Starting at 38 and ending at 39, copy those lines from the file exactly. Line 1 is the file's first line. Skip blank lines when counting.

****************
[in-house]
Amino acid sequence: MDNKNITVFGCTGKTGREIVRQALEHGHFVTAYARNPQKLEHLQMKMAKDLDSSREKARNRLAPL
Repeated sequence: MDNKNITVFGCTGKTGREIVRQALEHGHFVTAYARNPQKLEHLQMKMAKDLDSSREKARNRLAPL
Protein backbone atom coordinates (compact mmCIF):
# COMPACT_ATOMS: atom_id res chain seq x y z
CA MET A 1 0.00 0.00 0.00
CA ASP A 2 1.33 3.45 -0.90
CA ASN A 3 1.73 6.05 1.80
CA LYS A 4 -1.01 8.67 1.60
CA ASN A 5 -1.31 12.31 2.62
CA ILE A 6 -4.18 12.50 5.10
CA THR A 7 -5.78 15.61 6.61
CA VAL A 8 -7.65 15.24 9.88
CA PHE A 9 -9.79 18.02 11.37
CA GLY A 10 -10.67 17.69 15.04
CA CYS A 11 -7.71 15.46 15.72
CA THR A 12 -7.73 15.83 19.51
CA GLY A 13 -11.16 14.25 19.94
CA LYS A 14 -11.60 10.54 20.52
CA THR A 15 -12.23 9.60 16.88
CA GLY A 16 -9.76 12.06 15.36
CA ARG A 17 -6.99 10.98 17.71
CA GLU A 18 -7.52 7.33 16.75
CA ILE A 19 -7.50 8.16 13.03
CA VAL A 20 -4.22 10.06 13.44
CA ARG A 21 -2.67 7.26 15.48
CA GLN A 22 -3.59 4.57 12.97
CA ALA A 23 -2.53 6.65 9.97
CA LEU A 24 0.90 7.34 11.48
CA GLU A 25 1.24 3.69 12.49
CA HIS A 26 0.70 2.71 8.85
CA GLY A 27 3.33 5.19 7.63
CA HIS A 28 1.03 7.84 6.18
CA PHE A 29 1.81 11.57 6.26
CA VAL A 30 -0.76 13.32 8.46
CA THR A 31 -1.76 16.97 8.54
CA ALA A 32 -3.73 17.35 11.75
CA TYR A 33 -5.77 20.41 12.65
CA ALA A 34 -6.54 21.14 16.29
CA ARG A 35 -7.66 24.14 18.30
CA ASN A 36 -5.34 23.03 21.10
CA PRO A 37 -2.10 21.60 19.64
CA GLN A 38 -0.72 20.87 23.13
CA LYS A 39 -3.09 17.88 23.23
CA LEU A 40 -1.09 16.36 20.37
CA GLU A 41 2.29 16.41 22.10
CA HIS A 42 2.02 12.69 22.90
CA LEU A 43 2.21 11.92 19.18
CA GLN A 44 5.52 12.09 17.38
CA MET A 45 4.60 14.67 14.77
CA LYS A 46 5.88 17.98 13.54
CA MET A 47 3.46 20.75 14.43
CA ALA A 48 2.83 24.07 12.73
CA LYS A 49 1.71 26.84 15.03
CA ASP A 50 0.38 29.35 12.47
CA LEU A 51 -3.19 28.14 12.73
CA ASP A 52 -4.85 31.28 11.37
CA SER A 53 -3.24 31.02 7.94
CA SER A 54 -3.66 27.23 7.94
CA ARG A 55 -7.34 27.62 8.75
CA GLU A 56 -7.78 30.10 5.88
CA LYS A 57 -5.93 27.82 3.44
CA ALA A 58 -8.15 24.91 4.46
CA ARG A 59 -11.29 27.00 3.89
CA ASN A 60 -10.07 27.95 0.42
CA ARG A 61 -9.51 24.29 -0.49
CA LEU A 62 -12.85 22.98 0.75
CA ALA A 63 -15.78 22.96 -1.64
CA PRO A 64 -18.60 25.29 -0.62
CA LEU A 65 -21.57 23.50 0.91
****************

CA TYR A 33 -5.77 20.41 12.65
CA ALA A 34 -6.54 21.14 16.29